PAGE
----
men's room, and knocked as she walked in. "Hey, one of your strippers is on

        the phone. Can't say I didn't knock."
Detective Bryan zipped his pants: "No I guess not, but the knock-walk-in does not

        apply to the restroom, only office and closets. Thank you, I'll just wash my

        hands and be right there." 

SGT. Walton: Now why would I have to knock on a closet door ? What are you doing 
        in a closet that you have to shut the door for? Sounds safer walking in on 
        you in the bathroom.

DET. Bryan was drying his hands: Just tell her I'll be right there. Is nothing sacred 
        anymore? He looked in the mirror to fix his already perfect hair, and fixed his 
        tie before heading to his desk. He sat in his expensive, ergonomically correct

        chair, touched the sides of his hair, and cleared his throat.

SGT. Walton watched this process in disbelief: What are you doing? She can't see 
        you through the phone! A stripper calls you and you have to adjust your look? 
        You don't get out much do you? Just pick up the phone, she's gotta tell you    
        the missing stripper, we'll call her stripper number one, hasn't shown up yet.

DET. Bryan: This isn't Erin Thorne? It's Ana Hermon?

SGT. Walton: That's right. 

DET. Bryan: Oh, well who cares? Doesn't matter what...

SGT. Walton walked over to his desk, picked up the receiver, pushed the 
        blinking button, and handed him the phone before he could finish his sentence.

DET. Bryan: Oh, uh, yes Ms. Hermon have you heard from Ms. Thorne?

Ana: It's about time. I mean, we're wasting time aren't we? Erin isn't back, and I 
        haven't heard anything from her. It's pouring rain, dark, and she hasn't called.
        Have your men found anything yet?

DET. Bryan: What's that crunching noise?

Ana: Crunching? Nothing, she threw a bag of chips on the coffee table, must be a 
        bad connection from the weather. 

DET. Bryan: Well, as it has been quite a while. I'll send some officers to patrol the 
        bars and hotels to see if anyone has seen her. I'm sure she's not too far, 
        probably having too good of a time.

Ana: You're saying she'd rather be at a bar, or a hotel, than with me? I'm a pretty 
        good time Det. Bryan.

DET. Bryan: Well, I'm just saying she probably lost track of time, and that's all. 

Ana: Probably. Will you call Sal?

DET. Bryan: I don't know if we need to call him at this point as we have no new 
        information to give him. After a couple men and patrol cars send back news,    
        then we'll inform Mr. Manana. You will call us if she shows up, or anything?

Ana: I will. She hung up the phone without a thank you, or a good bye. She went   
        outside and stood in the rain. What an island full of idiots she thought, and 
        jumped in the pool.

SGT. Walton: Didn't you already drive by the bars?

DET. Bryan: Yeah I did, but I could've missed her. Send a couple cars around to the 
        hotels and bars. We'll make sure she's not throwing an indoor party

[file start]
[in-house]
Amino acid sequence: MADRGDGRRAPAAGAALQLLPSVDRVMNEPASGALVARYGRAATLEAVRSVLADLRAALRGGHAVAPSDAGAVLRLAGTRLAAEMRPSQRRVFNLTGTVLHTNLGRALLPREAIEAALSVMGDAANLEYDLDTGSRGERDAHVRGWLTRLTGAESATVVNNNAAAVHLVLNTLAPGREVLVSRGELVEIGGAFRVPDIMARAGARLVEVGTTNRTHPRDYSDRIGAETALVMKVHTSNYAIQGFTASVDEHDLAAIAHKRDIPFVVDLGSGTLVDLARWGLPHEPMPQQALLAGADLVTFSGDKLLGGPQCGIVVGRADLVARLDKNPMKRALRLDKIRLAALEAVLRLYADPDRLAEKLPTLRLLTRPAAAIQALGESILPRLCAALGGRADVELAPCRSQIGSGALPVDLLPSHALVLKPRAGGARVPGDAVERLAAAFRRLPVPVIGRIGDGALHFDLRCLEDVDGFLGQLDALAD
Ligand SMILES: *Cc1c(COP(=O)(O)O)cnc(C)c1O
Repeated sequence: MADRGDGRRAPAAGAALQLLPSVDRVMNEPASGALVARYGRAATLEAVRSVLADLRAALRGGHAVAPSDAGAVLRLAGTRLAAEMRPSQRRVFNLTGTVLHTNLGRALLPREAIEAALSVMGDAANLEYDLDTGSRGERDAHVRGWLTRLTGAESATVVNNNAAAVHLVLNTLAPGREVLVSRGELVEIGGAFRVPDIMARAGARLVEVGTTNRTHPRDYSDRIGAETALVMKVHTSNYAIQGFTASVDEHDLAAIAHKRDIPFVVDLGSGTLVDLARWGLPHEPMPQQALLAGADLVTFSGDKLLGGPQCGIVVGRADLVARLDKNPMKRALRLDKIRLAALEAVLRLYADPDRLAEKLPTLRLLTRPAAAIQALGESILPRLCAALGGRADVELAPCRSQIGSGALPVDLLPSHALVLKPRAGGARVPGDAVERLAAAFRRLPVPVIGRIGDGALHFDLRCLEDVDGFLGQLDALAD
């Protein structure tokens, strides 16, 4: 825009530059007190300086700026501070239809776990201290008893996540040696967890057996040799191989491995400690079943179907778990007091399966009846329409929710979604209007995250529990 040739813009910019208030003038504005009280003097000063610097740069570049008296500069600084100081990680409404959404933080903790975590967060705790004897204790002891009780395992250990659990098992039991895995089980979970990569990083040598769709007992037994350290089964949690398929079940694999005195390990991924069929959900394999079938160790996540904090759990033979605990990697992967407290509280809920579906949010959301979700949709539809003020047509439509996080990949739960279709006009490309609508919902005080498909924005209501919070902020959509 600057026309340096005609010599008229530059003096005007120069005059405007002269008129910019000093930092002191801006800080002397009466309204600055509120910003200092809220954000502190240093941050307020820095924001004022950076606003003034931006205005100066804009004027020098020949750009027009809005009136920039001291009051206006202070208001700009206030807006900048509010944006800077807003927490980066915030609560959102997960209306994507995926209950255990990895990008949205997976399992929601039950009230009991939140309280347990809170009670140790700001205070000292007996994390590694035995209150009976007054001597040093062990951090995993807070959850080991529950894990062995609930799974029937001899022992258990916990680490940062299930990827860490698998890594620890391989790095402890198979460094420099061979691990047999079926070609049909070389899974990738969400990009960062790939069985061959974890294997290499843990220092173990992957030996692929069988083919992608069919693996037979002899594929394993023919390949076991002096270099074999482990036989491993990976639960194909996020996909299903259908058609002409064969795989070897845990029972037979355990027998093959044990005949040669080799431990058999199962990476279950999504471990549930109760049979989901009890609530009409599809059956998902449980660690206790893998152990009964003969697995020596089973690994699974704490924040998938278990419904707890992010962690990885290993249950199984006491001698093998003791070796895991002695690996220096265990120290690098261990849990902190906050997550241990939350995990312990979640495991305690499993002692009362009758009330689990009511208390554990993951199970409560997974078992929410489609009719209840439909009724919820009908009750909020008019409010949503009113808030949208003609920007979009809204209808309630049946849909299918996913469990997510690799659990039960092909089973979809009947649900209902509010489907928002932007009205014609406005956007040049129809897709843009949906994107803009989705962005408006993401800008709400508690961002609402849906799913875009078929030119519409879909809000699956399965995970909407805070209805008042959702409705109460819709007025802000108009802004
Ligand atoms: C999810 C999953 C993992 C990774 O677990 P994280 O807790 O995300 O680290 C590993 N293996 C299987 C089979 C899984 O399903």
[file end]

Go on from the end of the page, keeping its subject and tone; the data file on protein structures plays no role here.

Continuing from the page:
somewhere. Also have a patrol check the beaches please.

SGT. Walton: Do you actually think there's any merit to her not showing up? 

DET. Bryan: I don't know, but I am beginning to wonder how much sense it makes.

SGT. Walton: What do you mean? They're strippers, how much sense can they 
        make? It's all about where the party is right?

DET. Bryan: I guess. However, Ms. Thorne isn't your average stripper.

SGT. Walton: No?

DET. Bryan: No. She built a stripping empire, redefined the whole industry. Besides 
        that, how much sense does it make for her to come all this way, with Ms. 
        Hermon, take a walk, and disappear? Plus, there is an indifference in Ms. 
        Hermon that doesn't add up. We can assume they are more than friends right? 
        Did they have a fight and that's why Ms. Thorne left, or was Ms. Hermon just  
        so obnoxious Ms. Thorne couldn't stand it anymore and went off to get drunk 
        or whatever? Ms. Hermon is very high maintenance, she can't be left alone for 
        long or there will be hell to pay.

SGT. Walton: So you think this is an actual missing person? Stripper?

DET. Bryan: Not necessarily, but we can't rule it out.

SGT. Walton: May be Ms. Hermon did her in.

DET. Bryan: Did her in? Did her in? Who talks like that? But I don't know that either.

SGT. Walton: All sarcasm aside, do you seriously think something may have 
        genuinely happened to her?

DET. Bryan: She came a long way with a companion. She went for a really long walk 
        without her cell phone, and she hasn't in any way tried to contact Ms. 
        Hermon. No come have a beer, I'm on the beach, there's a party, nothing. Just 
        a scribbled note. Either they are the most self-centered, egotistical, 
        inconsiderate friends I've ever seen, or she wasn't planning on being gone 
        long. I'm not saying Ms. Hermon did anything with malicious intent, possibly 
        Ms. Thorne just had an accident and can't get to a phone. Whatever the case, 
        it does have me quite curious.

SGT. Walton: You put it that way and I'm curious too. It would be interesting if we 
        had an actual missing person on such a small island. Not too many places to 
        hide, or be dumped.
DET. Bryan: That's the thing, there doesn't have to be a lot of space. If I wanted to 
        dispose of a body I would leave it in the jungle. The vermin in there would take
        the parts away so fast and into the dense brush, finding anything would be 
        next to impossible. You might want to dust off the crime scene manual.

SGT. Walton: That's a lot of dust.

DET. Bryan: I'm going to drive around, see what I can find.

SGT. Walton: You mean dumpsters, bottom of cliffs, plastic bags on the side of the 

DET. Bryan: You're really morbid sometimes, but yes, we have to consider that.

SGT. Walton: Kind of creepy, yet cool at the same time. We may actually get to use 
        our policing skills. Draw graphs on the board with their pictures taped up there,
        and a time line. We always need a time line.

DET. Bryan walking toward the front door: I think you're kinda creepy and getting a 
        little ahead of the situation, but go ahead and work on that. I'm going to go 
        out here in the torrential downpour, and look for a missing stripper. 

        He turned to the SGT. expecting a sarcastic response, but saw her already 
        clearing off the hangman game from the board on the wall of the squad room. 
        He was about to say something jokingly to her, but realized there was going to 
        be a need to be prepared for what he would find, or not find. He ran through 
        the thick rain to his SUV, and drove into the darkness.